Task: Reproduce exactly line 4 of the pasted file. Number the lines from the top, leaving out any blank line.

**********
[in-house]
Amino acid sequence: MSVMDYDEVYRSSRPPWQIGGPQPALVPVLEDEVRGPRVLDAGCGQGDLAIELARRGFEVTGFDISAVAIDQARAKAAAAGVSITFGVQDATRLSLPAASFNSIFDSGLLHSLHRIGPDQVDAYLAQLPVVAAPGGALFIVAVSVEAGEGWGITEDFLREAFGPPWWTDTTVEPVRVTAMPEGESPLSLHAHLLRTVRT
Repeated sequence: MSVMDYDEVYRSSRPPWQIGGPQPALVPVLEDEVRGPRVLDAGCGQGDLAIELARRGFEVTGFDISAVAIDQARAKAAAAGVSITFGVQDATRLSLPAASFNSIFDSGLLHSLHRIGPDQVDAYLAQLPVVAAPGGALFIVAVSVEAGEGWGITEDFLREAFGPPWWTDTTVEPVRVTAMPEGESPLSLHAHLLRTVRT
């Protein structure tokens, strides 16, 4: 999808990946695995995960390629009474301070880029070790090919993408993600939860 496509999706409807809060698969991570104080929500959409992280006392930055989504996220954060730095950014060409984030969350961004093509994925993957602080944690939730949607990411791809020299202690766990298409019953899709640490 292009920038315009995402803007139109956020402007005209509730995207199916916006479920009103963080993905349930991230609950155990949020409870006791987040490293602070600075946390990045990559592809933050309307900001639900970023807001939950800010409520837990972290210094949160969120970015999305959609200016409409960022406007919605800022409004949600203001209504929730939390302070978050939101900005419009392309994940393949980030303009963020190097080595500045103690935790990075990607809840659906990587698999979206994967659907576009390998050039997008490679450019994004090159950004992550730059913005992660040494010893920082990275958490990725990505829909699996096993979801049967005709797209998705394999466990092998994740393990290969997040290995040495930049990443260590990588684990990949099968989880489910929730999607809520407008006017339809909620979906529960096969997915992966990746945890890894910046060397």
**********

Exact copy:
């Protein structure tokens, strides 16, 4: 999808990946695995995960390629009474301070880029070790090919993408993600939860 496509999706409807809060698969991570104080929500959409992280006392930055989504996220954060730095950014060409984030969350961004093509994925993957602080944690939730949607990411791809020299202690766990298409019953899709640490 292009920038315009995402803007139109956020402007005209509730995207199916916006479920009103963080993905349930991230609950155990949020409870006791987040490293602070600075946390990045990559592809933050309307900001639900970023807001939950800010409520837990972290210094949160969120970015999305959609200016409409960022406007919605800022409004949600203001209504929730939390302070978050939101900005419009392309994940393949980030303009963020190097080595500045103690935790990075990607809840659906990587698999979206994967659907576009390998050039997008490679450019994004090159950004992550730059913005992660040494010893920082990275958490990725990505829909699996096993979801049967005709797209998705394999466990092998994740393990290969997040290995040495930049990443260590990588684990990949099968989880489910929730999607809520407008006017339809909620979906529960096969997915992966990746945890890894910046060397």